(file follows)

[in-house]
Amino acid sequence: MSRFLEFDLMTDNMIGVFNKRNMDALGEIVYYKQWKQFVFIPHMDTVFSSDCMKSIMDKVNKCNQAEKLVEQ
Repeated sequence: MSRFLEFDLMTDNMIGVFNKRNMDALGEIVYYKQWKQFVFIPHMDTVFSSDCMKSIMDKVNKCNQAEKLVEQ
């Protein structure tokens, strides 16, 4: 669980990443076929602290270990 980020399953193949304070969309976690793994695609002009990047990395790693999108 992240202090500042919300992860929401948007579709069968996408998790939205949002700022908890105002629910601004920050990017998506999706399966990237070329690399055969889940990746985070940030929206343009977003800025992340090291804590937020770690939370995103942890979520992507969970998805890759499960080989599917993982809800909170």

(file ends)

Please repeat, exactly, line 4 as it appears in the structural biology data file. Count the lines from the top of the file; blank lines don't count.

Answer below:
């Protein structure tokens, strides 16, 4: 669980990443076929602290270990 980020399953193949304070969309976690793994695609002009990047990395790693999108 992240202090500042919300992860929401948007579709069968996408998790939205949002700022908890105002629910601004920050990017998506999706399966990237070329690399055969889940990746985070940030929206343009977003800025992340090291804590937020770690939370995103942890979520992507969970998805890759499960080989599917993982809800909170």